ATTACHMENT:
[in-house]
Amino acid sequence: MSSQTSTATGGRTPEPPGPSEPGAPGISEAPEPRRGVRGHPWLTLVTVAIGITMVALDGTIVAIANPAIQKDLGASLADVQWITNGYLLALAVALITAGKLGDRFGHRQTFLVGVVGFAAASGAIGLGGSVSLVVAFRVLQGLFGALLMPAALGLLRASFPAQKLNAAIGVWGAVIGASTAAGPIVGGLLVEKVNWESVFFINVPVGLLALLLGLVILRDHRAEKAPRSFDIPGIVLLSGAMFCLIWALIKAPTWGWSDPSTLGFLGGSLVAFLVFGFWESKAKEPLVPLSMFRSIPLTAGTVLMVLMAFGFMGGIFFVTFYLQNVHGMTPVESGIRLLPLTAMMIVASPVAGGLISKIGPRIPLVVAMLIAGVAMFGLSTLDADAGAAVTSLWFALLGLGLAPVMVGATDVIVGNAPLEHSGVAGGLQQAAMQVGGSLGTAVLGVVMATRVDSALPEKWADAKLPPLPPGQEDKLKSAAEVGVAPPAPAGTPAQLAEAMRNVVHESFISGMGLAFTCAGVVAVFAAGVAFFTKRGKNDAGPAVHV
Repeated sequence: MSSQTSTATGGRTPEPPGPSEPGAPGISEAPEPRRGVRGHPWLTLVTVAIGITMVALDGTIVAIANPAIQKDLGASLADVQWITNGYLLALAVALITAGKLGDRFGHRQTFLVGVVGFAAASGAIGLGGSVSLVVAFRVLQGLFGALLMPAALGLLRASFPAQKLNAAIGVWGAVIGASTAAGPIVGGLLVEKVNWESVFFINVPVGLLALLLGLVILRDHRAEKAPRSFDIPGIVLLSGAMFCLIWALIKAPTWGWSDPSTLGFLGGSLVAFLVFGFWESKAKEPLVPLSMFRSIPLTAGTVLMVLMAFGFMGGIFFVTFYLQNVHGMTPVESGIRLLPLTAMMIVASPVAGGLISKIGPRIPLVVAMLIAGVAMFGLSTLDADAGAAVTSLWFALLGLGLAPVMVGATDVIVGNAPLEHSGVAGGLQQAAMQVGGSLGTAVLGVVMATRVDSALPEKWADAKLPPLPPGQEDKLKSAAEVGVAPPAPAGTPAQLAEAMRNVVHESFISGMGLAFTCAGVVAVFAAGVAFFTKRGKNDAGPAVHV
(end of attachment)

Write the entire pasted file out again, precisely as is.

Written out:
[in-house]
Amino acid sequence: MSSQTSTATGGRTPEPPGPSEPGAPGISEAPEPRRGVRGHPWLTLVTVAIGITMVALDGTIVAIANPAIQKDLGASLADVQWITNGYLLALAVALITAGKLGDRFGHRQTFLVGVVGFAAASGAIGLGGSVSLVVAFRVLQGLFGALLMPAALGLLRASFPAQKLNAAIGVWGAVIGASTAAGPIVGGLLVEKVNWESVFFINVPVGLLALLLGLVILRDHRAEKAPRSFDIPGIVLLSGAMFCLIWALIKAPTWGWSDPSTLGFLGGSLVAFLVFGFWESKAKEPLVPLSMFRSIPLTAGTVLMVLMAFGFMGGIFFVTFYLQNVHGMTPVESGIRLLPLTAMMIVASPVAGGLISKIGPRIPLVVAMLIAGVAMFGLSTLDADAGAAVTSLWFALLGLGLAPVMVGATDVIVGNAPLEHSGVAGGLQQAAMQVGGSLGTAVLGVVMATRVDSALPEKWADAKLPPLPPGQEDKLKSAAEVGVAPPAPAGTPAQLAEAMRNVVHESFISGMGLAFTCAGVVAVFAAGVAFFTKRGKNDAGPAVHV
Repeated sequence: MSSQTSTATGGRTPEPPGPSEPGAPGISEAPEPRRGVRGHPWLTLVTVAIGITMVALDGTIVAIANPAIQKDLGASLADVQWITNGYLLALAVALITAGKLGDRFGHRQTFLVGVVGFAAASGAIGLGGSVSLVVAFRVLQGLFGALLMPAALGLLRASFPAQKLNAAIGVWGAVIGASTAAGPIVGGLLVEKVNWESVFFINVPVGLLALLLGLVILRDHRAEKAPRSFDIPGIVLLSGAMFCLIWALIKAPTWGWSDPSTLGFLGGSLVAFLVFGFWESKAKEPLVPLSMFRSIPLTAGTVLMVLMAFGFMGGIFFVTFYLQNVHGMTPVESGIRLLPLTAMMIVASPVAGGLISKIGPRIPLVVAMLIAGVAMFGLSTLDADAGAAVTSLWFALLGLGLAPVMVGATDVIVGNAPLEHSGVAGGLQQAAMQVGGSLGTAVLGVVMATRVDSALPEKWADAKLPPLPPGQEDKLKSAAEVGVAPPAPAGTPAQLAEAMRNVVHESFISGMGLAFTCAGVVAVFAAGVAFFTKRGKNDAGPAVHV